|Two grizzlies captured near Whitefish
On June 22 and 23, two young grizzly bears were captured about 10 miles northwest of Whitefish along the Stillwater River. The 2.5 years old siblings were captured after landowners had reported they were trying to get into a dog kennel to get dog food. A few days earlier, neighbors to the south reported bears had killed chickens on their property but felt it was black bears and not grizzly bears. Their scats were also full of sunflower seeds indicating they had been getting access to bird feeders in the area. Traps were set at both places and only the two grizzly bears were captured.
This was a first time capture for both bears. The first bear captured was a 172 lb female and her 200 lb male sibling was captured the next night. The bears were probably left in the area by the adult female that went off to breed. Grizzly bears typically kick off their two year old cubs during June, which is the peak of breeding season.
The decision was made to translocate the bears to different locations. The female was relocated to the upper Good Creek drainage in the Salish Range. The male was released in Deep Creek along the east side of Hungry Horse Reservoir. Both bears were fitted with GPS radio collars so their movements could be monitored.
Residents are reminded to secure attractants such as garbage, pet food, livestock feed, and bird seed. Pick your fruit when it is ripe and protect your fruit trees, livestock, and poultry with electric fencing. In Montana, it is illegal to feed bears and ungulates. This includes putting out grain and deer blocks.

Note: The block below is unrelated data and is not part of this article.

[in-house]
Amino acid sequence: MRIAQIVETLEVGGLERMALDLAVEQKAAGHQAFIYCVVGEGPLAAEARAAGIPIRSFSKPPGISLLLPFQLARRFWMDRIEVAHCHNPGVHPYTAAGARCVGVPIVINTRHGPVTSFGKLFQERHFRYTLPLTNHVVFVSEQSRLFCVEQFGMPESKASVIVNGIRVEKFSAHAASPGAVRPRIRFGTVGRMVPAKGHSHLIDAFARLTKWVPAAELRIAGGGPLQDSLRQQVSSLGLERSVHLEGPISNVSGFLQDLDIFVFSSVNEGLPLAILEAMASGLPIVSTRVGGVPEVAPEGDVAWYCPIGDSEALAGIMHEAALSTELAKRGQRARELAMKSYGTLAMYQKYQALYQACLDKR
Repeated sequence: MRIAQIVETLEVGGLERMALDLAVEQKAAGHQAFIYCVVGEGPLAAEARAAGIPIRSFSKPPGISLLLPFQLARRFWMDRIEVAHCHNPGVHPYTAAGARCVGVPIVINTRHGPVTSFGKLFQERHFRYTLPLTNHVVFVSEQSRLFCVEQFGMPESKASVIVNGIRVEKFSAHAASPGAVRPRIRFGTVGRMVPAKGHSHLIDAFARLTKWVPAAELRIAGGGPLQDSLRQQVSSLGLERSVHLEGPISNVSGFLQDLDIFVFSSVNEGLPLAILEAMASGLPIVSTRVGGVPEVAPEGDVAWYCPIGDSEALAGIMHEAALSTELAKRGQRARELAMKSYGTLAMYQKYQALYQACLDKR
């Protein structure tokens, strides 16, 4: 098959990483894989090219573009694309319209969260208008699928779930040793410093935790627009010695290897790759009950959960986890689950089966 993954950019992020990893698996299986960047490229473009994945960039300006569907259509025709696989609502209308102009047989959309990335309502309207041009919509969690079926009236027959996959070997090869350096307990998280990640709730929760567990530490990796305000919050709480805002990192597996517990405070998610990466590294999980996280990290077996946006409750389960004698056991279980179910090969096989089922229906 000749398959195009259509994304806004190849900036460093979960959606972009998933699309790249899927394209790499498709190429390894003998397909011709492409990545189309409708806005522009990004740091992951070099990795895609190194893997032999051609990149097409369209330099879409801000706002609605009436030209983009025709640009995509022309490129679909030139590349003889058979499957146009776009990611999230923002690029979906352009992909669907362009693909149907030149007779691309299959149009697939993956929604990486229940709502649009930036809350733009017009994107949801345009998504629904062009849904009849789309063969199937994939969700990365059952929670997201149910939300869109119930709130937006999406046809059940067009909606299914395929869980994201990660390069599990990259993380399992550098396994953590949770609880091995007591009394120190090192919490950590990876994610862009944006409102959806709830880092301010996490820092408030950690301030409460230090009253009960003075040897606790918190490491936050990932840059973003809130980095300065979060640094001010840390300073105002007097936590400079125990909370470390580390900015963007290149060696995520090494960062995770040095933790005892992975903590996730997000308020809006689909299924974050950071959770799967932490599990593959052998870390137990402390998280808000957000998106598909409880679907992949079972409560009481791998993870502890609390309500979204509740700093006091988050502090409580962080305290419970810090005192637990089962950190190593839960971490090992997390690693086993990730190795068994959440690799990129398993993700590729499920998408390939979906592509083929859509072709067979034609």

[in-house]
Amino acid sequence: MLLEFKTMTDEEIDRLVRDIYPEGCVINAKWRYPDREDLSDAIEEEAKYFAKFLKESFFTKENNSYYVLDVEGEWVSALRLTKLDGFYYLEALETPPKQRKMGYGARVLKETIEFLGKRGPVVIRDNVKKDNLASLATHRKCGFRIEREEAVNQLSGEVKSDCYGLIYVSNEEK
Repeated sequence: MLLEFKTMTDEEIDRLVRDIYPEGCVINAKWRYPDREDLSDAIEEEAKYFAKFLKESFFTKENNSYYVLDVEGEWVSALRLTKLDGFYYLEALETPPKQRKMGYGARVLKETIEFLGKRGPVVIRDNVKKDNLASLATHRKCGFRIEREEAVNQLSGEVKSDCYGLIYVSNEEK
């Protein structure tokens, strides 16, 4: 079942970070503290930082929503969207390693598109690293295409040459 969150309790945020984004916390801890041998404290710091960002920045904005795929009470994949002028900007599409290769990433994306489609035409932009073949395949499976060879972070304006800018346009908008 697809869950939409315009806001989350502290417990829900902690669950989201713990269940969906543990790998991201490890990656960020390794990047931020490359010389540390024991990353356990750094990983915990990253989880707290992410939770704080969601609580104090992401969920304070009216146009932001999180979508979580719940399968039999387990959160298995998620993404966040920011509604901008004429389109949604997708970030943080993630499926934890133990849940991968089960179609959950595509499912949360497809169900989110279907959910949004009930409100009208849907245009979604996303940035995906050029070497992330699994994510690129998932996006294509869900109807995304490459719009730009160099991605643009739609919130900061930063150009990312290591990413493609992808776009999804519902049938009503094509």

Utah couple injured by bison in Yellowstone
A husband and wife from Utah were injured last week when a bison butted them in Yellowstone National Park. The animal reportedly pushed 72-year-old Patsy Holmes into her husband, 74-year-old Theodore Schrader. Holmes was flown to a hospital, where she was listed in stable condition. Schrader suffered only minor injuries.
Eureka’s Graves commits to Grizz
Eureka quarterback Garrett Graves, who just completed his junior year of high school with state championships in football and wrestling, has verbally committed to play football for the University of Montana beginning in 2018.
FWP kills two grizzlies near Stanford
Two sub-adult male grizzly bears were euthanized by Montana Fish, Wildlife and Parks Monday morning after livestock depredation events during the weekend west of Stanford.
The two bears were siblings and had been seen south of the Missouri River, south east of Great Falls several times during the past few weeks. The bears killed four calves late Friday night or early Saturday morning. This was the first time the two bears had killed livestock.
When the depredation was reported, FWP and U.S. Department of Agriculture’s Wildlife Services responded in a joint effort to capture the bears. One bear was caught in a snare. The other bear was darted in the open field. Both were handed over to FWP, who then proposed euthanizing the bears to the U.S. Fish and Wildlife Service, which is the federal agency with oversight responsibilities for grizzly bears.
The two bears are part of the Northern Continental Divide Ecosystem population, which is currently still listed on the Endangered Species List, though populations in the NCDE have surpassed recovery goals set by the Fish and Wildlife Service.